Deer in the following locations have been fitted with the brown or orange collars: the Oakmulgee Wildlife Management Area (WMA); Barbour WMA; Pioneer Deer Management Cooperative, a collective of hunting clubs in Pickens County; and Rembert Hill Road, southwest of Linden, Ala., in Marengo County. It is possible that the deer may not stay in the locations in which they were collared.

Hunters are encouraged to return the collars if they harvest a deer fitted with the device.

“It is very important for us to retrieve each of the collars after a deer is shot or dies of natural causes,” said Ray Metzler, WFF wildlife section assistant chief. “The data collected by the device can help shape deer management decisions for future hunting seasons.”

Missouri Hunters Can Help With CWD Sampling
The Missouri Department of Conservation (MDC) is again working with hunters and landowners from around the state, along with taxidermy shops and meat processors in north-central Missouri, to collect tissue samples from adult deer harvested during the fall archery and firearms deer seasons. The cooperative effort is part of MDC’s ongoing work to detect cases of chronic wasting disease (CWD) in Missouri’s free-ranging deer.

The Conservation Department encourages hunters to take deer harvested in MDC’s CWD Containment Zone of Adair, Chariton, Linn, Macon, Randolph, and Sullivan counties to one of numerous cooperating locations in the region to have a tissue sample taken for testing. Sampling locations include area taxidermists and meat processors, and the Northeast Regional MDC office in Kirksville during normal business hours.

Removing a tissue sample is free, takes only a few minutes and will not reduce the food or taxidermy value of harvested deer. The sampling effort ends Jan. 15, 2015.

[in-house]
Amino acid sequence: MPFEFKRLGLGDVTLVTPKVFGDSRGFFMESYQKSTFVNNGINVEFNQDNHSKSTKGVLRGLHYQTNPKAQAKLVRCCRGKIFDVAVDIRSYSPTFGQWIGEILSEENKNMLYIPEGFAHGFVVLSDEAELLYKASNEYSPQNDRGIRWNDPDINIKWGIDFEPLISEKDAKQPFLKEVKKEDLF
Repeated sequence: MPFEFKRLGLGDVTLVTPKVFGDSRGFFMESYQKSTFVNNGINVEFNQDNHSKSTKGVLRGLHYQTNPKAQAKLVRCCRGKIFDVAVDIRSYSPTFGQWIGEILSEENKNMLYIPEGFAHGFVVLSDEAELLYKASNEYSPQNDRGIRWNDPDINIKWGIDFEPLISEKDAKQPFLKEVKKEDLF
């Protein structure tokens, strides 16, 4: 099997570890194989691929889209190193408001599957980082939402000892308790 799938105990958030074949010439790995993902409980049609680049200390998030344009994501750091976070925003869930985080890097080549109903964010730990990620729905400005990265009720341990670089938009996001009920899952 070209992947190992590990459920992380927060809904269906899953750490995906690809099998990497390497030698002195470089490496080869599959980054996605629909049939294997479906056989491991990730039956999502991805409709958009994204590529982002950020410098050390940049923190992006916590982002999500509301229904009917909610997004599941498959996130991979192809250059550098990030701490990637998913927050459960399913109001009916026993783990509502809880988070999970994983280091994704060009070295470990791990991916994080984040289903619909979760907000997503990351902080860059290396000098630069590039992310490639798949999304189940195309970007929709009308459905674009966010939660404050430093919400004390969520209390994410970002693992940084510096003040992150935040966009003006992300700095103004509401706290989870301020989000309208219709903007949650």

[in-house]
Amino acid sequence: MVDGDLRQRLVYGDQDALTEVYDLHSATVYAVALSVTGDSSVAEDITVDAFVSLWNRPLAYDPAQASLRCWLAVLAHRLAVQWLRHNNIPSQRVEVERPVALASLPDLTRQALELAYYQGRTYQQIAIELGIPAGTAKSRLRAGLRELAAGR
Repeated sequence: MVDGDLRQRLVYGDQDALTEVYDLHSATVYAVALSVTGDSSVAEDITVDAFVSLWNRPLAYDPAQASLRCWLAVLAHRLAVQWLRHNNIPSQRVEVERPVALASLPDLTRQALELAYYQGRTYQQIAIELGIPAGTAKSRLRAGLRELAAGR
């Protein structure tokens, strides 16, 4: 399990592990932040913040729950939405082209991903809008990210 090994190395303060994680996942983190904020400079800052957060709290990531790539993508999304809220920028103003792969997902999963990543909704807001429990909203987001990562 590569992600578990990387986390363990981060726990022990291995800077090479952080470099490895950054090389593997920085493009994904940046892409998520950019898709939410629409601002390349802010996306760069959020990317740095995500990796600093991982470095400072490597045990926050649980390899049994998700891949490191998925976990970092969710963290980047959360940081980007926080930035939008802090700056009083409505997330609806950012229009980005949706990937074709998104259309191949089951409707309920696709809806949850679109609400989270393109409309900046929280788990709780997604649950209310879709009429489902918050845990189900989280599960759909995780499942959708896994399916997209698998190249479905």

Hawaii Court Favors Legal Immigrants Obtaining Firearms Permits
In late September, a federal judge overturned Hawaii’s law prohibiting legal immigrants from applying for a firearm permit after an Australian citizen and permanent resident living in Honolulu filed for relief from the restrictive state statute.

The judge ruled that the discriminatory state law prohibiting legal immigrants from applying for a firearm permit violated the equal protection clause of the U.S. Constitution. Allowing lawful permanent residents, in addition to U.S. citizens, to apply for a firearms license will permit law-abiding individuals to exercise the guarantees of the Second Amendment in Hawaii.

The ruling marked the latest in a string of court rulings across the country overturning similar laws protecting individuals legally and permanently residing in the U.S.

Quote of the Week
“The essence of being a really good hunter is, paradoxically, to love the particular species of game you’re after and have enormous respect and consideration for it.”
– Hugh Fosburgh,
One Man’s Pleasure, 1960

J.R. Absher is a freelance outdoor writer whose articles and columns appear in numerous national publications. He offers his unique perspective of the outdoors weekly for You may contact him at